414 F.2d 1097
Hattie Mae RICKS, Appellant,
DISTRICT OF COLUMBIA, Appellee.
United States Court of Appeals District of Columbia Circuit.
Argued May 17, 1968.
Decided December 23, 1968.
Messrs. Monroe H. Freedman and Sol Rosen, Washington, D. C., with whom Mr. Ralph J. Temple, Washington, D. C., was on the brief, for appellant.
Mr. Ted D. Kuemmerling, Asst. Corporation Counsel for the District of Columbia, with whom Messrs. Charles T. Duncan, Corporation Counsel, Hubert B. Pair, Principal Asst. Corporation Counsel, and Richard W. Barton, Asst. Corporation Counsel, were on the brief, for appellee.
Before TAMM, LEVENTHAL and ROBINSON, Circuit Judges.
SPOTTSWOOD W. ROBINSON, III, Circuit Judge:
Nearly every state in the Union has ventured to regulate in a criminal context an assortment of conduct characteristically grouped under the denomination "vagrancy." Congress, in like vein, has enacted the two statutes currently in operation in the District of Columbia commonly referred to as the "general vagrancy" and "narcotic vagrancy" laws. On this appeal we came face-to-face with claims of unconstitutionality directed toward the former. In a companion case, decided today, we deal with similar challenges to the latter.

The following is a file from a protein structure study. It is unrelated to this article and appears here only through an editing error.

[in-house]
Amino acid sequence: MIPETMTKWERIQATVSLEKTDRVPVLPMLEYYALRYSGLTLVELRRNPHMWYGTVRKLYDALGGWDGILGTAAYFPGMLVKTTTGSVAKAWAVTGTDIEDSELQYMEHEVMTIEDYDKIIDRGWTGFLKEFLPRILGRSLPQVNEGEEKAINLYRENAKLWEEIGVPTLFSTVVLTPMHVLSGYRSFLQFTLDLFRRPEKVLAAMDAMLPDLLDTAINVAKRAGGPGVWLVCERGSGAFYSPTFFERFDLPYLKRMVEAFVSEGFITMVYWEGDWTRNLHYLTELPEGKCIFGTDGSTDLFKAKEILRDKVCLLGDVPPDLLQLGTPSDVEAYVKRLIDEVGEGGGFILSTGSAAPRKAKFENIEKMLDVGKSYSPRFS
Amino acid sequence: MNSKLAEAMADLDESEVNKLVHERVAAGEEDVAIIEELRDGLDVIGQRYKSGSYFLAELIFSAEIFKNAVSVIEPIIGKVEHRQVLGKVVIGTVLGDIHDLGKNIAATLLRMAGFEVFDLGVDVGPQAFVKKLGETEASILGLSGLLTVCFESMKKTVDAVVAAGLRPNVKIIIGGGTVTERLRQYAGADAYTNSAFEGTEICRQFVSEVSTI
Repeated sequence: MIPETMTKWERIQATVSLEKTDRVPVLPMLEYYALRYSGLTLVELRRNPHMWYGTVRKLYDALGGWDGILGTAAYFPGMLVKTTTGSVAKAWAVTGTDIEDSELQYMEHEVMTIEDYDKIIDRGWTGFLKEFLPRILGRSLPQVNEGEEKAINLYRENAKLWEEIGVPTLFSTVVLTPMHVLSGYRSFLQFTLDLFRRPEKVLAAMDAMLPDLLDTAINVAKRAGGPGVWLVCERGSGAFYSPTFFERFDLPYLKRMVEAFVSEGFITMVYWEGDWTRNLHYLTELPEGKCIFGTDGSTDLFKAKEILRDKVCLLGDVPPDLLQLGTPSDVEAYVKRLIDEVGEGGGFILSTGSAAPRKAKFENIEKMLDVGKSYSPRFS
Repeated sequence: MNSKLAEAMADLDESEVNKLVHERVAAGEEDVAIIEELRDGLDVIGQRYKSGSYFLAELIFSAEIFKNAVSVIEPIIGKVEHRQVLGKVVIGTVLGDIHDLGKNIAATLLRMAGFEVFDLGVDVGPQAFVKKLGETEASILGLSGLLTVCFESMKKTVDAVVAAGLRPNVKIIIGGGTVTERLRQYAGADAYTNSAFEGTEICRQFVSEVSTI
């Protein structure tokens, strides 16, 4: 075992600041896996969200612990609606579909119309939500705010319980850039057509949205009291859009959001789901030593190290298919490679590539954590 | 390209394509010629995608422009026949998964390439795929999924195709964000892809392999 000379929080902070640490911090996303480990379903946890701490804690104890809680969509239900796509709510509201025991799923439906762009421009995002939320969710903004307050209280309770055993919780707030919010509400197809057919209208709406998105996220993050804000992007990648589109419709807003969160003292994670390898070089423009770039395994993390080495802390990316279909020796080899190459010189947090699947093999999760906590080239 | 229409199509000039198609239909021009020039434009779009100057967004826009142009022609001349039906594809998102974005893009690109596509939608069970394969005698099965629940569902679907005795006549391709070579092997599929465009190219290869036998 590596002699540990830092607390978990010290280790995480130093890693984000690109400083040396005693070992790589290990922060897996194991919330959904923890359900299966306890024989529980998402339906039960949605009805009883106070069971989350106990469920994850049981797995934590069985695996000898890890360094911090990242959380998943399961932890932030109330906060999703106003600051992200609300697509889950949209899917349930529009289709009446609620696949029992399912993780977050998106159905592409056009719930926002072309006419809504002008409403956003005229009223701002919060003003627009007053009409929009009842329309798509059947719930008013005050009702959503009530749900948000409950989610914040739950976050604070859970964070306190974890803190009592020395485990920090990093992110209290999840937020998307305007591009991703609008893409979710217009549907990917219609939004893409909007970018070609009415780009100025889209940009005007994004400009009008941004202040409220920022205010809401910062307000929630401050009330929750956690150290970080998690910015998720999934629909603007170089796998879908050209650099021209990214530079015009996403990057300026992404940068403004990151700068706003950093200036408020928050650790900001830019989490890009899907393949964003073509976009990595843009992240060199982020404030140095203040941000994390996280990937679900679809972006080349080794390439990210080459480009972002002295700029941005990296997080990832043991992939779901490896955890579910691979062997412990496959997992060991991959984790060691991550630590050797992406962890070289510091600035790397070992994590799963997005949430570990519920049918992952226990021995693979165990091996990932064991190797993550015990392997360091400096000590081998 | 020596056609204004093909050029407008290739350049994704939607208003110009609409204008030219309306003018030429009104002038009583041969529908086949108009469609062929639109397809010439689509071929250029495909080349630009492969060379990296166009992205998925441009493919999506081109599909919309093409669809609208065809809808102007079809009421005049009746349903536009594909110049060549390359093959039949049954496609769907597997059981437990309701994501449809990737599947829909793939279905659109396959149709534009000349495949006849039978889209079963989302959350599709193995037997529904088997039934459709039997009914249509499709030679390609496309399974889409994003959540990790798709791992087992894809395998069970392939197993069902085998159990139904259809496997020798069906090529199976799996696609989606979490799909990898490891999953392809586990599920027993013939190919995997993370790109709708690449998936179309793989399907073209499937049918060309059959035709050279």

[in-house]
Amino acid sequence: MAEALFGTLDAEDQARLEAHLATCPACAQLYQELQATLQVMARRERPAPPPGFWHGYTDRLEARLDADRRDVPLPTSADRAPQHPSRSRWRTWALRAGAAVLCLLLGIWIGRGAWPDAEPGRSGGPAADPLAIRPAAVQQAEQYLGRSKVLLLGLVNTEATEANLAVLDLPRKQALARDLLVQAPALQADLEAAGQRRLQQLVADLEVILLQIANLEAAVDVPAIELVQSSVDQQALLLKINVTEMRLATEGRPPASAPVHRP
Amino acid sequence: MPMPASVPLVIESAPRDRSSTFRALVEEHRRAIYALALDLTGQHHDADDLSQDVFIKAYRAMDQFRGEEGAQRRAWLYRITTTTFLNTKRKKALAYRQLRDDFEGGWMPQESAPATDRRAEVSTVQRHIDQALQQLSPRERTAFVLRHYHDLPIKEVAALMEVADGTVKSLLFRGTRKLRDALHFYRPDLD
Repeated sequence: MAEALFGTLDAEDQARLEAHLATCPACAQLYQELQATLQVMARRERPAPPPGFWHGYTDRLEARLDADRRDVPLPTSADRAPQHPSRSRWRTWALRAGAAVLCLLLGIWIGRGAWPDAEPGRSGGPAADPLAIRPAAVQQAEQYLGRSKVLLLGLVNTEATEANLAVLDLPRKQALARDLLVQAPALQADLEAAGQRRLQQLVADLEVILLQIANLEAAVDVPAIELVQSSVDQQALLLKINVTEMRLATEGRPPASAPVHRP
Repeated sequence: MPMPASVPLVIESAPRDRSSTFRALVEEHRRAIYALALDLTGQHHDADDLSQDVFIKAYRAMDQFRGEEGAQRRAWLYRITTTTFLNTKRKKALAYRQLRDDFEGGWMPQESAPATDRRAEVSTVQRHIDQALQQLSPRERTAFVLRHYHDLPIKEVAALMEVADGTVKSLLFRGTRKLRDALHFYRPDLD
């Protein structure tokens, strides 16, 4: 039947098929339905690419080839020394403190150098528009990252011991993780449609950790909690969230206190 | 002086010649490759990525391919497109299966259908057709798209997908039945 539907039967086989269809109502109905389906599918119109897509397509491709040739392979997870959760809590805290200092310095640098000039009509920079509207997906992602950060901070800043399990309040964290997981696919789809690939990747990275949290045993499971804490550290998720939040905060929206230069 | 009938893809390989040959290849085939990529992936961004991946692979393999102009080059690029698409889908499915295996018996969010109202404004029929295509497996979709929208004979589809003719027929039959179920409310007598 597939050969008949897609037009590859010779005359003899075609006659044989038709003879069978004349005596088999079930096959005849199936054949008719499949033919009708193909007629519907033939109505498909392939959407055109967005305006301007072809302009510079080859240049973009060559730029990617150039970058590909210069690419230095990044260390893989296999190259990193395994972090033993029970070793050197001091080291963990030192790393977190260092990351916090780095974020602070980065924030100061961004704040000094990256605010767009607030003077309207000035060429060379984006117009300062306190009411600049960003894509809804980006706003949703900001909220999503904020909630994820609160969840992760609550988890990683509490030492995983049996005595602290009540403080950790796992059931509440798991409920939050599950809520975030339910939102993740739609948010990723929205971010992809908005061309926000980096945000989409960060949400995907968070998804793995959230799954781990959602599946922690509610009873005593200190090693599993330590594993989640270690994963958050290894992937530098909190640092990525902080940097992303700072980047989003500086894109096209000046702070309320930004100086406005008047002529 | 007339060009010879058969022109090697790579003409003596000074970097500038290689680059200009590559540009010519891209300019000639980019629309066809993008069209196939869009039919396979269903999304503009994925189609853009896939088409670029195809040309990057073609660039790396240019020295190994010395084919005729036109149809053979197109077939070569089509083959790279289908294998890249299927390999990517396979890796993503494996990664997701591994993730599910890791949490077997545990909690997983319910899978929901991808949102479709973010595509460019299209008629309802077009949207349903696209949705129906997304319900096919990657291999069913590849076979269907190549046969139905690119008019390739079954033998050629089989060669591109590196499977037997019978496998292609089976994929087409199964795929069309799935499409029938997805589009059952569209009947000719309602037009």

The legislation now before us categorizes eight "classes of persons" who "shall be deemed vagrants in the District of Columbia," and specifies fine and imprisonment as the punishment for vagrancy. The District's police department has administratively implemented these provisions with procedures, called "vagrancy observations," which are utilized prior to vagrancy arrests. An observation, as the word connotes, consists in police surveillance of an individual, followed by questioning and the assembly of information on a vagrancy observation form. The form is turned in at a precinct station and circulated to other precincts with substantial vice problems. At least three observations within a 45-day period are customarily made before the person observed is arrested for vagrancy.
On January 22, 1966, at 3:08 a. m., two police officers, patrolling a section of the inner city described as a "den of vice," saw appellant standing in the doorway of a "known house of ill fame." The officers recognized appellant as a "known and convicted felon, thief, prostitute, vagrant, and narcotics user." She was "observed" approaching a male pedestrian and walking with him toward a neighboring "house of ill fame." The officers intercepted the pair and asked appellant a battery of questions concerning her reasons for being on the streets at that hour, to which appellant responded that she was on her way to "Slim's room" to get clothes which she left there. Inquiry was also made as to her employment status, the last time she had "turned a trick," and her use of "junk." Appellant said that she was not employed, was no longer using "junk," and had not "turned tricks" since the previous month. Compliably with the officers' request, she rolled up her sleeves, thereby revealing two needle marks on her left arm.